I am glad I was able to be there for this event, as it doesn’t happen often. Having seen this performance, it is leading to go back and review some of his classic recordings as well; and draw inspiration for my next electronic-music adventures.

Vacuum Tree Head and Census Designated Place at HSP2017

It’s been a busy musical time for us at CatSynth. Last week I performed a solo set and collaborative pieces with Amy X Neuburg at the Jewish Community Center in Berkeley. This weekend, I have two more performances, again in Berkeley, as part of Hardly Strictly Personal 2017. It’s a three-day event featuring a wide range of experimental and adventurous music, and benefits EarthJustice and the Homeless Action Center. You can see the full updated schedule, as well as ticket and location info here.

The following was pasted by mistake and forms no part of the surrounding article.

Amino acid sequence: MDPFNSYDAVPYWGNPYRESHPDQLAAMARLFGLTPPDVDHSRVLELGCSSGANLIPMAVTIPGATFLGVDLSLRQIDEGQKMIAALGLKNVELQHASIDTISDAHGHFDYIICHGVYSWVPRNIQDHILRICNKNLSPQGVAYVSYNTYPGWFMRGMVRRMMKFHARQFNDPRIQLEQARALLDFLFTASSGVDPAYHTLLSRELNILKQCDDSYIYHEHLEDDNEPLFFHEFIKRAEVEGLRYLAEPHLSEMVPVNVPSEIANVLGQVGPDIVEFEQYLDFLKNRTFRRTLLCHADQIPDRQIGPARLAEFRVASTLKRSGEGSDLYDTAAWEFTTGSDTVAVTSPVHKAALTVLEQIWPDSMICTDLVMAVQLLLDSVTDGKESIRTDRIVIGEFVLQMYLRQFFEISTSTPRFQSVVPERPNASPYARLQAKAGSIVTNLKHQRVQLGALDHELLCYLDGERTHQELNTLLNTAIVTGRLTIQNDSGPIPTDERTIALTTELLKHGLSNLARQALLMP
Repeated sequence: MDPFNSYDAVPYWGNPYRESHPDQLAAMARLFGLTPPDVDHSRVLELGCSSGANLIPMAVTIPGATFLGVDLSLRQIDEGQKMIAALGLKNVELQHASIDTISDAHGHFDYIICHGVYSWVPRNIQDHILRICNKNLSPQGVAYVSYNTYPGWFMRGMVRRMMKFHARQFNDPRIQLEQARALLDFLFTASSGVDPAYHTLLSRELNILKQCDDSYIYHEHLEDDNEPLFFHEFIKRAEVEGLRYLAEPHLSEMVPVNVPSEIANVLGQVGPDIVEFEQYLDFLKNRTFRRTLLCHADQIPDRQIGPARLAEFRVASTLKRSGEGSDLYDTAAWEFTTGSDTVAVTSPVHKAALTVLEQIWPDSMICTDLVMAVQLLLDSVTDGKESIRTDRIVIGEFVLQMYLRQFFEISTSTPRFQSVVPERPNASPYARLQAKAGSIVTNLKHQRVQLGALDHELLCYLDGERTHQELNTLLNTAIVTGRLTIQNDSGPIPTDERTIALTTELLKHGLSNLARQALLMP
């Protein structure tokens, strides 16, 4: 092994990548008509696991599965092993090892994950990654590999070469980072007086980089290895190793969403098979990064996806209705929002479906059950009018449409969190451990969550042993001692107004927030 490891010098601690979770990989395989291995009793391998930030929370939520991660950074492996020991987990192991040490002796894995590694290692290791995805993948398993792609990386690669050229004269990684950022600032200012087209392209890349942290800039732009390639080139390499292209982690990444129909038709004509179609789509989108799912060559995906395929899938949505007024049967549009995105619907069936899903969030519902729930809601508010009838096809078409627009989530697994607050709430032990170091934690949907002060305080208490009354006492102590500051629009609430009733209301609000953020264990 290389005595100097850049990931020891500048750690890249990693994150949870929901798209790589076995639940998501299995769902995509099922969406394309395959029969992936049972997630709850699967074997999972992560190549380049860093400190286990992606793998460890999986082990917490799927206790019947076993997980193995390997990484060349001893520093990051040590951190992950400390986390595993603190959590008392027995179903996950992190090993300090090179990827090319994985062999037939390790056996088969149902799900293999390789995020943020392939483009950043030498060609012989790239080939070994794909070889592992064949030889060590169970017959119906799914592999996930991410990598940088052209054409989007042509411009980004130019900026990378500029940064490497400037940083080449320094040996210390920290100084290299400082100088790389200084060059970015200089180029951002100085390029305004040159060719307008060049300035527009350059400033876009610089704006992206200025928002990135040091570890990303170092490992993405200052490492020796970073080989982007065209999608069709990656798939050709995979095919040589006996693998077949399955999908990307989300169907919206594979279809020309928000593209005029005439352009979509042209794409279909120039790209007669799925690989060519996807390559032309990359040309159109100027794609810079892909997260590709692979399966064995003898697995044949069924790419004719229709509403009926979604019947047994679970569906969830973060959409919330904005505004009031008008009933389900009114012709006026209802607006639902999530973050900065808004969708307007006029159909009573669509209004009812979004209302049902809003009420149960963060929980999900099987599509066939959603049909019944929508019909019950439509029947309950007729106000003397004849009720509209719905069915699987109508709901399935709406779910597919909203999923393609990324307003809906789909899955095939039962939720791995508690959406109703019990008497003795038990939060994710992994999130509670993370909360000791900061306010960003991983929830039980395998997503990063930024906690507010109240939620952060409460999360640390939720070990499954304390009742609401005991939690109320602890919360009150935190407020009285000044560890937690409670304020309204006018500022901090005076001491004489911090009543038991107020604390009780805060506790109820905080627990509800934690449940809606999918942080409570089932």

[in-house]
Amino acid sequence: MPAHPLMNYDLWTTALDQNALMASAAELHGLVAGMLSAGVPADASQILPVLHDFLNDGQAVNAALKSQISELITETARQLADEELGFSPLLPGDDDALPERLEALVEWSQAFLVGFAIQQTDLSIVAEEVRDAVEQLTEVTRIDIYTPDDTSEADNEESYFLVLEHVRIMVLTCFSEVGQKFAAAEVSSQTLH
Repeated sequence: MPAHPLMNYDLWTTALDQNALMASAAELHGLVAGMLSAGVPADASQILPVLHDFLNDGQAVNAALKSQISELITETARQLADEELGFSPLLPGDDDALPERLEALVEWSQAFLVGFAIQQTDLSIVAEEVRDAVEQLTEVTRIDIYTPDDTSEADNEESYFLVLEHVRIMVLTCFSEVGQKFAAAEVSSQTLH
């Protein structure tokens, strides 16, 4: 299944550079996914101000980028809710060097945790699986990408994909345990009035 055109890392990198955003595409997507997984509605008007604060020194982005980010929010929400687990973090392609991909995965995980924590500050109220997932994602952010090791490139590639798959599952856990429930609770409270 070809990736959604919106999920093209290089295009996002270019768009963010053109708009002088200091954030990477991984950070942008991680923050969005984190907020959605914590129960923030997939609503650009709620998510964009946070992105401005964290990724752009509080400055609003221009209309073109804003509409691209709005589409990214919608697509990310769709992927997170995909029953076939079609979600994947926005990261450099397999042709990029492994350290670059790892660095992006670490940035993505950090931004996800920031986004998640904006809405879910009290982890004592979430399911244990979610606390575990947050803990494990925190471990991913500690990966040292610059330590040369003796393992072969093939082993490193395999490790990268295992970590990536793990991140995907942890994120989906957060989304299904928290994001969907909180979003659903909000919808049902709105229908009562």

Vacuum Tree Head will be playing tonight, and my fusion/experimental project Census Designated Place (CDP) will be playing on Sunday. I have been busily preparing to make my debut on the Roland VP-03 Vocoder in both bands. Needless to say, between that and the various everyday tasks of an adult in San Francisco, we haven’t had as much opportunity to post here. Regular (?) CatSynth pics and more resume next week.

CatSynth video: No Personal Calls

From JohnRice on YouTube, via matrixsynth.

“Just a bit of playing around. Mainly a test of the new Modcan vocoder I recently got. Did I mention it has cats?

Thanks for watching!

PS – Hai Wigglers! ;-)”

Convoy is now a LolSynthCat

Looks like someone captioned our pal Convoy the Cat

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Maybe I should try that in my next show?





CatSynth pics and slide show: Convoy the Cat

Submitted directly from Convoy the Cat himself:

In addition to several photos viewable at his myspace, we also have a slide show!

watch all the kittens dance